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The Lender Police – Lenders Watch Out

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There’s a new Sheriff in town

For $99 bucks consumers can fax over their good faith and for $199 they can fax their Loan docs and have them reviewed by Lender Police to make sure you’re on the the level with buyers.

I report, you decide.

 

Benn Rosales is the Founder and CEO of The American Genius (AG), national news network for tech and entrepreneurs, proudly celebrating 10 years in publishing, recently ranked as the #5 startup in Austin. Before founding AG, he founded one of the first digital media strategy firms in the nation and also acquired several other firms. His resume prior includes roles at Apple and Kroger Foods, specializing in marketing, communications, and technology integration. He is a recipient of the Statesman Texas Social Media Award and is an Inman Innovator Award winner. He has consulted for numerous startups (both early- and late-stage), has built partnerships and bridges between tech recruiters and the best tech talent in the industry, and is well known for organizing the digital community through popular monthly networking events. Benn does not venture into the spotlight often, rather believes his biggest accomplishments are the talent he recruits, develops, and gives all credit to those he's empowered.

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8 Comments

8 Comments

  1. Matt Wilkins

    June 23, 2008 at 1:32 pm

    Interesting service. I just wonder how many people will actually wan to fork over the money to have this done. Most of my buyers expect me as their REALTOR to scan ofer their GFE for any glaring errors or omissions. However, I can see the call to action with all of the loan scams coming to the service (Metropolitan Money Store being a prime example).

  2. Tyler, The Wealth Creation Guy

    June 23, 2008 at 4:16 pm

    It’s really too bad this is what the business has come to. I can see the benefits of using such a service though.

    Honestly – just find mortgage lenders that you can trust. Usually if you have to ask if you’re getting screwed, you’re not getting the service you deserve.

    Yikes.

  3. Jason Sandquist

    June 23, 2008 at 4:40 pm

    What’s next a video camera bustin into an mortgage office ‘Cops’ style. Seems a little spendy for a couple of minutes of work, but then again their going to argue about saving tons of $$$ over the life of the loan.

    Touching on @Tyler, somebody should be able to find somebody to trust with all the ‘amazing’ products online these days (that’s being carrying a little sarcasm).

    Just somebody trying to make a buh

  4. Matthew Rathbun

    June 23, 2008 at 7:29 pm

    Premise – Ok, but I think Agents should be able to look over these things and know what doesn’t seem right.

    Price – too high

    Question – How is this not providing legal advice?

    Echo – Sad that this is a necessary service; but I get it.

  5. Paula Henry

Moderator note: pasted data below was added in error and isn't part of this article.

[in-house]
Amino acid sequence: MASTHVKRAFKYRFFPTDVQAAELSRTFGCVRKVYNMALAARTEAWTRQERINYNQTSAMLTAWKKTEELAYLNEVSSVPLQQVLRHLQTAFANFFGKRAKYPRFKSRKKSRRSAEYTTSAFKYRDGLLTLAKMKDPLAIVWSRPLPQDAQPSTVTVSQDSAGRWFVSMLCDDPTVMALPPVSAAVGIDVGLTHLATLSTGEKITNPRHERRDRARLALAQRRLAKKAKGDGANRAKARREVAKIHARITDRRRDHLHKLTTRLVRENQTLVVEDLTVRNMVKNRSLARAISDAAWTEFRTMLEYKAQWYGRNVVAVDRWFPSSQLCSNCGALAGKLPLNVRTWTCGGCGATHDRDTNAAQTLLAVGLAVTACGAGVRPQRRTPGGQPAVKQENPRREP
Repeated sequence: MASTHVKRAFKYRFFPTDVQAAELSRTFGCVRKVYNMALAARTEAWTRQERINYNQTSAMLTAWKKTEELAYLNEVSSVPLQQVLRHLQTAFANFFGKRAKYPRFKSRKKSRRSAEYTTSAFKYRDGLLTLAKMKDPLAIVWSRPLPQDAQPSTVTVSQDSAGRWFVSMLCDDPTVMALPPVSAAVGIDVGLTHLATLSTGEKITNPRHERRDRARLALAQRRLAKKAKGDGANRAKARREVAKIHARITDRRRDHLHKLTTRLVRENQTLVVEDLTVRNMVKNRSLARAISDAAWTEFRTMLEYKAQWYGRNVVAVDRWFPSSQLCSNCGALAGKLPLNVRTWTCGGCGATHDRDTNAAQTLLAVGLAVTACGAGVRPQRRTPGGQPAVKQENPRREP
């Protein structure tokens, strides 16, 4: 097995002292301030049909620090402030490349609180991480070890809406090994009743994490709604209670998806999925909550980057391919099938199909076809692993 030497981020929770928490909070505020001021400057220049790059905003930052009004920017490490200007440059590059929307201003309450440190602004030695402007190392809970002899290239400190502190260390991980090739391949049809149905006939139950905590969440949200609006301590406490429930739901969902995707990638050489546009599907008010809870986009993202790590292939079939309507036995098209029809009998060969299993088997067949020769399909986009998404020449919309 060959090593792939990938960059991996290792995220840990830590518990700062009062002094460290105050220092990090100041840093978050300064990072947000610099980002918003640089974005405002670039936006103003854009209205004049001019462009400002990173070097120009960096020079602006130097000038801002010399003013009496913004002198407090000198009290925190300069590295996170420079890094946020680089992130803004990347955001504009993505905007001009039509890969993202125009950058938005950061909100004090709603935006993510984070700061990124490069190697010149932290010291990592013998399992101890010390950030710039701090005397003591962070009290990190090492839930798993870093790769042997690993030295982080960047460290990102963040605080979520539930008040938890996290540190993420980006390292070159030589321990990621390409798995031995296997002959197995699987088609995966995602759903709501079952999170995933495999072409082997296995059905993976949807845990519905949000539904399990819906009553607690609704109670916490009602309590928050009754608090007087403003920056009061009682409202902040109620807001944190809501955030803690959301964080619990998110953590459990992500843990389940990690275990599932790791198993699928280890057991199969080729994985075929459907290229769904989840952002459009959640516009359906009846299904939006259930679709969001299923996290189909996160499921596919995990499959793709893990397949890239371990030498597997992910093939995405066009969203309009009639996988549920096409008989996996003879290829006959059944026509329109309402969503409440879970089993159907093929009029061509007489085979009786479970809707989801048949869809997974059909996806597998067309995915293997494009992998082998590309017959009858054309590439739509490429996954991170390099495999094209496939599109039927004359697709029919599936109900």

June 23, 2008 at 9:04 pm

    It’s unfortunate a company like this is needed! As an agent, I do look at my clients good faith estimate – if they use my lenders, I know they won’t get a bad deal.

    Recently, though, an out-of-city client used their local lender. I asked the lender for a copy of the GFE, asked my clients to have her send me a copy, never did get it. I wanted to see their costs before I wrote the offer. Instead, the lender told them to tell me they needed $2500. in closing costs.

    No surprise at closing, they paid 3.0% YSP. A service like this would have saved them 1000’s. Or, they could have made sure I received a copy. Sadly, the trust factor has suffered in our industry 🙁

  6. Ken Smith

    June 23, 2008 at 9:31 pm

    Think that there will be a crop of scams services like this over the next few years. Some will be legit, but most will be just playing on the fears of the general public. $200 to take 5 minutes to review the docs seems way to high.

  7. Shailesh Ghimire

    June 23, 2008 at 9:44 pm

    I got an email from these guys last week and I just deleted it thinking it was one of those wacky vendors trying to sell me something. But now that I looked at it closer, I can see a good use for this. Again, like Matt said earlier, I wonder how many folks will actually pay for this. Wouldn’t just faxing a few lenders each others GFE’s suffice?

  8. Joe Aldeguer

    May 18, 2009 at 10:30 pm

    Abhorrent practices by lenders within the mortgage industry are called abusive lending. Choosing the right lender is not easy… Earned or borrowed cash are all at stake, specially your home. That’s why it is very important to be watchful and evade those Rapacious Lenders.

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Economic News

How small businesses can keep up with the changing workforce

(ECONOMIC) Trade schools are booming as career outlook grows. College enrollment is down. The workforce is changing. How can small business keep up?

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Trade employees in the workforce

College enrollment has dropped off by three million in the last decade, with a drop-off of one million due in the last several years as a direct side effect of the Covid-19 pandemic. This phenomenon clearly does not bode well for the future of the United States’ economy and workforce, with students who attend low-income schools and come from low-income families being the most affected. These changes are disproportionately affecting students from low-income schools and families, the very people who need higher education the most, and are erasing much of the work done in the last decade to help close the income and race gap between students, colleges, and socioeconomic backgrounds.

Enrollment in trade schools is skyrocketing.

Recently, trade schools have seen a 40% bump in enrollment across the board. Many students are enticed by the fact that trade schools are affordable and offer a quick turnaround, with students paying $16,000 or less for their program, and their training taking a year or less to complete. Beyond that, those who complete trade school is all but guaranteed a job on graduation day. Their earning potential is often two or even three times higher than the initial cost of attending the program. As many have found, the same cannot always be said about those who pursue a college education.